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5 Ways to Be More Productive Without Losing Sleep

5 Ways to Be More Productive Without Losing Sleep

Do you think the only way you can finish your work is to cut back on sleep and either stay up late or wake up early?

Cutting back on your sleep hours is never a good idea, especially if you want to be well rested, refreshed and productive the next day.

Here are five ways that can help you be more productive in your daily routine–without losing sleep!

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During the day…

1. Learn a new skill.

Even if you are extremely savvy at doing something (such as using that writing app you’ve had on your laptop for ages), you can always learn something new to help you increase your productivity.

Instead of staying up late trying to figure out how to reformat a document the only way you know how, why not learn how to do it properly, correctly and in less time? You’ll have to invest some time to learn your new skill or skills, but your hard work will be well worth it.

Watch a video tutorial, read a book or write a blog post on your subject to learn as much as you can and say “bye-bye” to those endless late-night hours trying to figure out how to do something.

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2. Choose your method of communication wisely.

Waiting for a response to an urgent question can be draining and time-consuming. Why tack on more time to your workday than necessary?

Consider whether you are using the best possible method of communication for your needs. While emailing a colleague to ask them a question might be second nature to you, is there an easier and faster way to get a response? Could you call your coworker directly on the phone? Send a text? Walk over to their workspace?

Similarly, if you know it takes you a long time to write an email and you know you can communicate your message much more quickly over the phone, why not make the call to save yourself some late-night waiting time?

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3. Conquer hidden distractions.

Minimizing distractions is always a good idea, but have you ever considered that there might be several hidden distractions in your regular work routine? Left unchecked, these distractions can multiply quickly and cost you precious time and energy.

Let’s say you’re working in your home office when your dog, Fluffy, bounces into the room with his chew toy and begs you to play with him. You happily put down your work for a moment and play a little game of catch with Fluffy, only to realize thirty minutes have passed by. Yikes!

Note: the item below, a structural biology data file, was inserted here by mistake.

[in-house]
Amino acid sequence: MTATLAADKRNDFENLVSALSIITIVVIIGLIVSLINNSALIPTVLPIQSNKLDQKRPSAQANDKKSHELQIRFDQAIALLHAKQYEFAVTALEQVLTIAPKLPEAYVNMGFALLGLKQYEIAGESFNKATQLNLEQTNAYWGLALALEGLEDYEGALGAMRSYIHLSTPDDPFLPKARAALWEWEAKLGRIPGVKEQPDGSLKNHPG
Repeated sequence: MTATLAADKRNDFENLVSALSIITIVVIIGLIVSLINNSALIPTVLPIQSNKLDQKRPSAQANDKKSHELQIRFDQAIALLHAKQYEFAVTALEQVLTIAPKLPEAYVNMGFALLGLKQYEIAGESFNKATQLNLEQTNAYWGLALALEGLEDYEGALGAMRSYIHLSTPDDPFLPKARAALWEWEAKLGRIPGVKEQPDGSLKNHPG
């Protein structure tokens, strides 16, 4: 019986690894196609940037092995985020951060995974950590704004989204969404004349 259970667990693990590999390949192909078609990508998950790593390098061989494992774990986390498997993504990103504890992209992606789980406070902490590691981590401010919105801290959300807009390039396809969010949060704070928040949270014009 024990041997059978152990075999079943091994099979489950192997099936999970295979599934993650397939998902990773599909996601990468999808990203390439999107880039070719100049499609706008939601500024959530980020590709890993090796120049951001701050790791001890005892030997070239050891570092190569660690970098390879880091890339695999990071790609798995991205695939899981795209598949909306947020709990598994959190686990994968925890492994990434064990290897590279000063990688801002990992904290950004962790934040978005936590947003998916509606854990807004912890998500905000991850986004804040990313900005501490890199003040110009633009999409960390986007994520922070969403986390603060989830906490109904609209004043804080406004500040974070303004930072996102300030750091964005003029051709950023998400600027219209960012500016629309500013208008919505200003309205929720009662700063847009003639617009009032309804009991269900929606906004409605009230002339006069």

Finding hidden distractions in your day does take a bit of detective work, but once you uncover them, you have a better shot at neutralizing them (you might want to shut your office door as you work or put Fluffy in the basement) and beefing up your ability to get things done during the day.

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During the evening…

4. Set the scene for sleep.

Is your bedroom a comfortable and relaxing room? Or is it a hive of electronic activity filled with blinking, buzzing smartphones and laptops? It can be difficult to get a good night’s sleep when there’s a lot of temptation to do work! Be sure to clear your bedroom of any and all work-related devices and materials.

Ever have an idea pop into your head as you are nodding off? Keep a notepad and pen by your bedside for all those random ideas, thoughts and musings. You can easily jot down thoughts and get them out of your head, without having to worry whether or not you’ll remember the item in the morning.

5. Set a regular bedtime.

Finally, put a stop to working those unnecessary late night hours; set a regular bedtime and stick to it! Is it necessary to work on that non-urgent project until you finish it at 2 in the morning? Can you work on your project the following day when you are wide-awake and refreshed (and no longer tired) or later in the week when you have more time? Know how many hours you need to get a good night’s rest and strive to hit your bedtime on a regular basis for some much needed rest.

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Rashelle Isip

Blogger, Consultant, and Author

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Last Updated on July 21, 2021

The Importance of Reminders (And How to Make a Reminder Work)

The Importance of Reminders (And How to Make a Reminder Work)

No matter how well you set up your todo list and calendar, you aren’t going to get things done unless you have a reliable way of reminding yourself to actually do them.

Anyone who’s spent an hour writing up the perfect grocery list only to realize at the store that they forgot to bring the list understands the importance of reminders.

Reminders of some sort or another are what turn a collection of paper goods or web services into what David Allen calls a “trusted system.”[1]

A lot of people resist getting better organized. No matter what kind of chaotic mess, their lives are on a day-to-day basis because they know themselves well enough to know that there’s after all that work they’ll probably forget to take their lists with them when it matters most.

Fortunately, there are ways to make sure we remember to check our lists — and to remember to do the things we need to do, whether they’re on a list or not.

In most cases, we need a lot of pushing at first, for example by making a reminder, but eventually we build up enough momentum that doing what needs doing becomes a habit — not an exception.